a person sitting at a table in front of a curtain: Certified Nursing Assistant Rachael Moreau helps Katherine Lapre at Brandon Woods nursing home in South Dartmouth, Mass., June 14, 2019.


© Jonathan Wiggs/Boston Globe via Getty Images, FILE
Certified Nursing Assistant Rachael Moreau helps Katherine Lapre at Brandon Woods nursing home in South Dartmouth, Mass., June 14, 2019.

In April, as the coronavirus pandemic swept through nursing homes across the country, Seema Verma, head of the Centers for Medicare & Medicaid Services, announced the commission would be tasked with enhancing strategies for infection control and prevention and strengthen protocols to identify COVID-19 in facilities and mitigate its spread. The

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Nursing Home Commission Recommends Improvements for U.S. Covid-19 Response

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An ambulance pulls up outside of the Cobble Hill Health Center on April 18, 2020, in the Brooklyn borough of New York City during the coronavirus pandemic.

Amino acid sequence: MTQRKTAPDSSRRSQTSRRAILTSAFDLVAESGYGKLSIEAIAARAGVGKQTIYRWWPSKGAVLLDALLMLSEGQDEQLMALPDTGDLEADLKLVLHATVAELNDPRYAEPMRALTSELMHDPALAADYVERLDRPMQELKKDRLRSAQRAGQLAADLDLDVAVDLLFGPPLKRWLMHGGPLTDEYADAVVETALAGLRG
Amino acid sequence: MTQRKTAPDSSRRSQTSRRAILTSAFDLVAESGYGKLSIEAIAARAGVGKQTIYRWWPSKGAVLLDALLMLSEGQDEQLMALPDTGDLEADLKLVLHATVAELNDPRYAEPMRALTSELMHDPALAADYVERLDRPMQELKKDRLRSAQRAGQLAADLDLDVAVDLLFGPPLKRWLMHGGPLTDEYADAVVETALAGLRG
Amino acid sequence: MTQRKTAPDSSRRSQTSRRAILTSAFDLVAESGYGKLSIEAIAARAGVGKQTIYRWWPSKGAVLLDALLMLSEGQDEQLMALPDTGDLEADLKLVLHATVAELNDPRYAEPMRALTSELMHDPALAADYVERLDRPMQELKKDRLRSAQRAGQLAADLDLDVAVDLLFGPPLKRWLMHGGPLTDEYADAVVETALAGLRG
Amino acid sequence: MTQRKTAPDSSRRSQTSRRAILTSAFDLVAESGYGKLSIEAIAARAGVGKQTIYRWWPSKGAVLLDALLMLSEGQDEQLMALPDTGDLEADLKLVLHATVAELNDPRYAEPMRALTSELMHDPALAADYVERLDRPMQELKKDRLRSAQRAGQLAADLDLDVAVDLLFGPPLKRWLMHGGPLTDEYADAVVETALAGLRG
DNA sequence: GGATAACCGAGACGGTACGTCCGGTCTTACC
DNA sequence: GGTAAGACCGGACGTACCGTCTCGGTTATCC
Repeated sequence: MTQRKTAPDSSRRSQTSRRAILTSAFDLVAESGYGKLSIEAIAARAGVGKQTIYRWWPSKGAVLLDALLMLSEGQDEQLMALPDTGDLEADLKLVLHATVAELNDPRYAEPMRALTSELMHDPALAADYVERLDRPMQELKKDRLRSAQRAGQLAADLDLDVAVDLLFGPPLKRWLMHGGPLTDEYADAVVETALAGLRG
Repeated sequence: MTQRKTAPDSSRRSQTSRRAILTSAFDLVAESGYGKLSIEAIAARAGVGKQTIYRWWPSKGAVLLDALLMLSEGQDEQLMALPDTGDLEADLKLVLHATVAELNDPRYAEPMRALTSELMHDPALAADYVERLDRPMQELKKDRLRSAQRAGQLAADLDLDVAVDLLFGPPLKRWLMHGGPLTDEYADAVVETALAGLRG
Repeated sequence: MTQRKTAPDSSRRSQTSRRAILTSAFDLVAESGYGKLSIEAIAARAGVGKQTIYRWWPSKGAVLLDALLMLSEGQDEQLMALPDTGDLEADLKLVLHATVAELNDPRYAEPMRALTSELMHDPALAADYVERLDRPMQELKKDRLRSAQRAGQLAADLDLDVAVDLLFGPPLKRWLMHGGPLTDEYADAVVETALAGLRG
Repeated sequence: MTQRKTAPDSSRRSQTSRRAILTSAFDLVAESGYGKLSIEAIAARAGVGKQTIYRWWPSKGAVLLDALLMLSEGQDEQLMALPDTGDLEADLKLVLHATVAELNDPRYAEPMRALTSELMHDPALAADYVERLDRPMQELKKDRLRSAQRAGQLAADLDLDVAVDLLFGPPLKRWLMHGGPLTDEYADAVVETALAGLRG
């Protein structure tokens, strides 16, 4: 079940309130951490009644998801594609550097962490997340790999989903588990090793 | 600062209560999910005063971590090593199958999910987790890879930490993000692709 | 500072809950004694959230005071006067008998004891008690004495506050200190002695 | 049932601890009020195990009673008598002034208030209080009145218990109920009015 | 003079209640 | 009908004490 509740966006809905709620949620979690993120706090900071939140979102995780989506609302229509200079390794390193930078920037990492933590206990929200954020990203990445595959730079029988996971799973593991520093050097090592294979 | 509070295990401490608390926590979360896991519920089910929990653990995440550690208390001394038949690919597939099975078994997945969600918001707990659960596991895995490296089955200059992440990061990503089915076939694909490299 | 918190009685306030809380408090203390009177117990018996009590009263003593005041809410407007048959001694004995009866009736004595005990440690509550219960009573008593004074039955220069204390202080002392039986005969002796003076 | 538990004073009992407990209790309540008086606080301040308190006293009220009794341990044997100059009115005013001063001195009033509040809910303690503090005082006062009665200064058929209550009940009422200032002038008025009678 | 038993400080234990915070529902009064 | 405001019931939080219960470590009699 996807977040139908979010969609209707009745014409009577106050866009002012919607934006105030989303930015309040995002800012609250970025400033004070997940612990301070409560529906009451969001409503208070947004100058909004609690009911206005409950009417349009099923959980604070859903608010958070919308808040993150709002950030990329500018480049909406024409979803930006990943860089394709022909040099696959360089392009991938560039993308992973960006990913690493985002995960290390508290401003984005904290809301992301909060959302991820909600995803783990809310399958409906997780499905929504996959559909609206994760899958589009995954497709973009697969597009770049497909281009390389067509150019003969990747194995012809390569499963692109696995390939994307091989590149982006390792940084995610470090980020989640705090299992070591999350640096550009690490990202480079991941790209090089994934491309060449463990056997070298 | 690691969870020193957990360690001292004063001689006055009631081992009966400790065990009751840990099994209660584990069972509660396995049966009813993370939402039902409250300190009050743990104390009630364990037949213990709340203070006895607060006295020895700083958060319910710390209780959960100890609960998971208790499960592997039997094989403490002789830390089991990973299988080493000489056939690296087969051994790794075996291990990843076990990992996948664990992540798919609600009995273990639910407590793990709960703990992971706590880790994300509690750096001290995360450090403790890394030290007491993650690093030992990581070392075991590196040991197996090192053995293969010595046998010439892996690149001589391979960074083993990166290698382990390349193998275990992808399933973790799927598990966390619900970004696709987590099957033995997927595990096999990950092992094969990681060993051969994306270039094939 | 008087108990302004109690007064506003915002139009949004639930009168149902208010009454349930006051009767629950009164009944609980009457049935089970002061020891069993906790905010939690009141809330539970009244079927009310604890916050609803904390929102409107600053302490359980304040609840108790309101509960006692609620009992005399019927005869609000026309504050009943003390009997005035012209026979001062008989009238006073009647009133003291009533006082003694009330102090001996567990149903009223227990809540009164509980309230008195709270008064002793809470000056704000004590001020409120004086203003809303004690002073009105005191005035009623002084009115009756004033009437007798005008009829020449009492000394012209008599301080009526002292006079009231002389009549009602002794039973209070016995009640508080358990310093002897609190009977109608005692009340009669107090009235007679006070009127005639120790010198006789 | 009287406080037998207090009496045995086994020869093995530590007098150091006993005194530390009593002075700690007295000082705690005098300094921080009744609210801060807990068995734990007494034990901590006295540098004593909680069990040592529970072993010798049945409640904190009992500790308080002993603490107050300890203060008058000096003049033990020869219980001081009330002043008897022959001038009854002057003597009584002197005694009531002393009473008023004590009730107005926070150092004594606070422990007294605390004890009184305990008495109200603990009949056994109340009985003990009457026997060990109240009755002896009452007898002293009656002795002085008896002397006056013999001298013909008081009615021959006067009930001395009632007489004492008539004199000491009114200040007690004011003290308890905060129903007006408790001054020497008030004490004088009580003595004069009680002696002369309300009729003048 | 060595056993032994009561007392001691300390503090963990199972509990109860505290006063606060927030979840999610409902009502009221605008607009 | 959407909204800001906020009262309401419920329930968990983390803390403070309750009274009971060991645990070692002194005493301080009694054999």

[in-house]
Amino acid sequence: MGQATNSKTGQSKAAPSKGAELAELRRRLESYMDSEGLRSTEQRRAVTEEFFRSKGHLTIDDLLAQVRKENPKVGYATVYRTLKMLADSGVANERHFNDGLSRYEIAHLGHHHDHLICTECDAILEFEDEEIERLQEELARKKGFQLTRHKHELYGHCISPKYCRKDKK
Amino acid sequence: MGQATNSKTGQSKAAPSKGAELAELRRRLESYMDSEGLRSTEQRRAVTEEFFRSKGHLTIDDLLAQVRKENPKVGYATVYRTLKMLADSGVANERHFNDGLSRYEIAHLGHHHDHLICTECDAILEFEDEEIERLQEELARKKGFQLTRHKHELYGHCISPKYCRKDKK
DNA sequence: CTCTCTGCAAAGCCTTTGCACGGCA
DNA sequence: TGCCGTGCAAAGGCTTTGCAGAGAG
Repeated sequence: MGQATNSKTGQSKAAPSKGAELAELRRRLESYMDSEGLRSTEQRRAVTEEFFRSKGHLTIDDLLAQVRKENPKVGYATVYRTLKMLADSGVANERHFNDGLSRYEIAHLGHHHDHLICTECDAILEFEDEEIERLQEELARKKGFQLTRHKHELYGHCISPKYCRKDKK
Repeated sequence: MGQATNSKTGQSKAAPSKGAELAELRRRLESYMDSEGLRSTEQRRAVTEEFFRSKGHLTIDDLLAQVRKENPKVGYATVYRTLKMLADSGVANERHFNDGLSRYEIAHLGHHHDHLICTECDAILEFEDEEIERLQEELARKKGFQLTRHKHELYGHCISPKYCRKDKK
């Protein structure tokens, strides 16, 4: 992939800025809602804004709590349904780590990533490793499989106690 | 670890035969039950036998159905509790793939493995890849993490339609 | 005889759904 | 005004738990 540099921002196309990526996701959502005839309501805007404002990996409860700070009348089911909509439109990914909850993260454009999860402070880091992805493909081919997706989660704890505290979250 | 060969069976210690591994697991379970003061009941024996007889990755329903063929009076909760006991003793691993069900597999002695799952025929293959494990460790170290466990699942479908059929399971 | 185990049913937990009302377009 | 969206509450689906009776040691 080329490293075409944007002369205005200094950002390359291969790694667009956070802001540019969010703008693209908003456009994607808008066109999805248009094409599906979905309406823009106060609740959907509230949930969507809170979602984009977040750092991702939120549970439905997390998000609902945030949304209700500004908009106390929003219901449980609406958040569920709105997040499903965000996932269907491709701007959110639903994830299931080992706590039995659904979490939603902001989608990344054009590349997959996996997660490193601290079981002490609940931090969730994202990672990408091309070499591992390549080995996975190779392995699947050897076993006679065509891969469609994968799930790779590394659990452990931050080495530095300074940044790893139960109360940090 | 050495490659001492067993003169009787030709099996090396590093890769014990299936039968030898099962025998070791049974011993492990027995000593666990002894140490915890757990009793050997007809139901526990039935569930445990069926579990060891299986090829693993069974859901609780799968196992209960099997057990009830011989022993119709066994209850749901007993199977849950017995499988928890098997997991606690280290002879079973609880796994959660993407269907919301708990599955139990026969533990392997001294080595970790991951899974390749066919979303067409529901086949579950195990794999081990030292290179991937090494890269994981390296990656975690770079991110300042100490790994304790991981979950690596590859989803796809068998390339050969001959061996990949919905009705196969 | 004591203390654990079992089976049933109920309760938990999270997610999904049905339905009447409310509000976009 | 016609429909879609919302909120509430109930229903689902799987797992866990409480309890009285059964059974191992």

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An independent commission set up by the Trump administration to assess the impact of Covid-19 on nursing homes released dozens of recommendations on Wednesday but also revealed divisions over how to respond to the crisis.

The final report from the commission, which was established by the Centers for Medicare and Medicaid Services in April, recommended immediate improvements to systems for testing and supplies of protective equipment, and changes for safe visitation, among other steps.